When it comes to planning, logistics, and maximizing the earnings potential of routes, NEXT Trucking has you covered. But what about the other most important thing to your success and happiness -- your personal health?
A sick or run-down driver will struggle to support himself and his family (or herself, and her family). While the pressures to maximize output are both understandable and real, it’s important to put your health first. If you don’t, you run the risk of burning out entirely.
All that being said, we know our partners are a tough, hard-working lot. You’re used to being “on the go.” There’s plenty we can all do, however, to ensure that we’re taking care of our health during the long haul.
Here’s a list of 14 small steps you can take, which, when added together, can really stack up and help drivers optimize their work and stay healthy as the weeks and years of serving businesses and consumers continue.
- Plan meals and snacksThe temptation to just “buy it on the road” can be great. It’s also normal to supplement your food plan with a few things here and there that you pick up as you drive. However, the more you plan, generally, the more control you can exert over the healthiness of your food. You might also save money by pre-packing some snacks and meals. Protein bars or powder, bulk-packaged nuts separated into smaller bags, even some carrots or other veggies thrown in a cooler with some dip -- all of it will give you good nutrition for keeping energetic and alert.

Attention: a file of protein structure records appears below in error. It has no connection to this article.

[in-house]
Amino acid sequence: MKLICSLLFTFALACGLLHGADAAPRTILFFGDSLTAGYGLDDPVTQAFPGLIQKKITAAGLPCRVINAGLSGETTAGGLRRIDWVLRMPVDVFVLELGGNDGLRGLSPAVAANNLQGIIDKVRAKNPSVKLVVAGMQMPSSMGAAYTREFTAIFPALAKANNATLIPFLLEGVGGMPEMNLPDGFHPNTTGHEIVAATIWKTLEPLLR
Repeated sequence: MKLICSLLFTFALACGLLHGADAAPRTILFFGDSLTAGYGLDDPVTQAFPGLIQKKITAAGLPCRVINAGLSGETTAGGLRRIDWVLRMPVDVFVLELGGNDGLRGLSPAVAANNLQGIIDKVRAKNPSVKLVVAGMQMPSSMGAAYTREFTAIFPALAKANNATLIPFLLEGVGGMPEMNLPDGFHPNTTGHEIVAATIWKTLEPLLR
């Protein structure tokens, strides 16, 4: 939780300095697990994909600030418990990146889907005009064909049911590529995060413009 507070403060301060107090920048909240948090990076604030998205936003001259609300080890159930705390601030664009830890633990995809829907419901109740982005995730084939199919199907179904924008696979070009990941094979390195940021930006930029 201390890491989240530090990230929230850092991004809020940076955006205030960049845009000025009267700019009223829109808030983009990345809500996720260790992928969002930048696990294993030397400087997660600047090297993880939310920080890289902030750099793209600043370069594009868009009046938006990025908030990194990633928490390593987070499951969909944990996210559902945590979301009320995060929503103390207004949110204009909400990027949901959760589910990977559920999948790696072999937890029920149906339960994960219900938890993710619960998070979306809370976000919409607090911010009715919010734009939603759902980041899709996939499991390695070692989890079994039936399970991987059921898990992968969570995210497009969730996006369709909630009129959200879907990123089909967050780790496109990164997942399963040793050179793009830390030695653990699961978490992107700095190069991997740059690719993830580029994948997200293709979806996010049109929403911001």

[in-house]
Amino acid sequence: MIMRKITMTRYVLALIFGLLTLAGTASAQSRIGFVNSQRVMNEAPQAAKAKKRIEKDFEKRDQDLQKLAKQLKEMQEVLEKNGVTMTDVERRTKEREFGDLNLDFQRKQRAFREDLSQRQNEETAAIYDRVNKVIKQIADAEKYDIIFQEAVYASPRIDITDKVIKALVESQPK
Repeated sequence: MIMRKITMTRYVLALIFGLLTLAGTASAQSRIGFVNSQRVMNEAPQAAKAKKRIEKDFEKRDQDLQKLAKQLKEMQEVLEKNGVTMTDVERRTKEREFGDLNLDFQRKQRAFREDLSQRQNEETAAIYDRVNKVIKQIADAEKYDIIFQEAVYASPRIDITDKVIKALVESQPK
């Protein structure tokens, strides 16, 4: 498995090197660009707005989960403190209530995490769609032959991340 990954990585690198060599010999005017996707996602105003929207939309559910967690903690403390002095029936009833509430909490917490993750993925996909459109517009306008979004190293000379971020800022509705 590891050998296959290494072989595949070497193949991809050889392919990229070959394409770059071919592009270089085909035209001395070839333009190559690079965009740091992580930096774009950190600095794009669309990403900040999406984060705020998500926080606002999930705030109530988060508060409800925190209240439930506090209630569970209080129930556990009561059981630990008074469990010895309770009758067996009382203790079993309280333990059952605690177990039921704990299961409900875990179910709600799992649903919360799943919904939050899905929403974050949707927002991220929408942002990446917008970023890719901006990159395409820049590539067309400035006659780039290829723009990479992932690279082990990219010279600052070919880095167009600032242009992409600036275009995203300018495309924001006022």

- Make a grocery tripAgain, it can be easy to pick something up at the gas station and/or from the vending machine. But a planned stop at a grocery store before your route or along the way...can save you money and help ensure you’re eating healthier foods. It doesn’t have to take a long time, and if you already have an idea of what you want and like (fresh bananas?) you’ll be in and out almost as quickly as if you shopped at a convenience store.
- “Eat this, not that”We’re borrowing a phrase here, but the method can really work. Sometimes you just need to grab something in a pinch, or maybe you have a craving or want to reward yourself. Life isn’t all carrots and nuts. However, when you’re on the run, there’s always a healthier choice, even among fast food or other less-than-perfect meal options. Ask yourself if you can eat chicken instead of beef, or maybe grab a sandwich or some tacos from the road instead of a burger and fries. When you do this more often over time, you minimize the potential long-term unhealthy effects that meals on the go can sometimes have when we get busy and rush our food selections.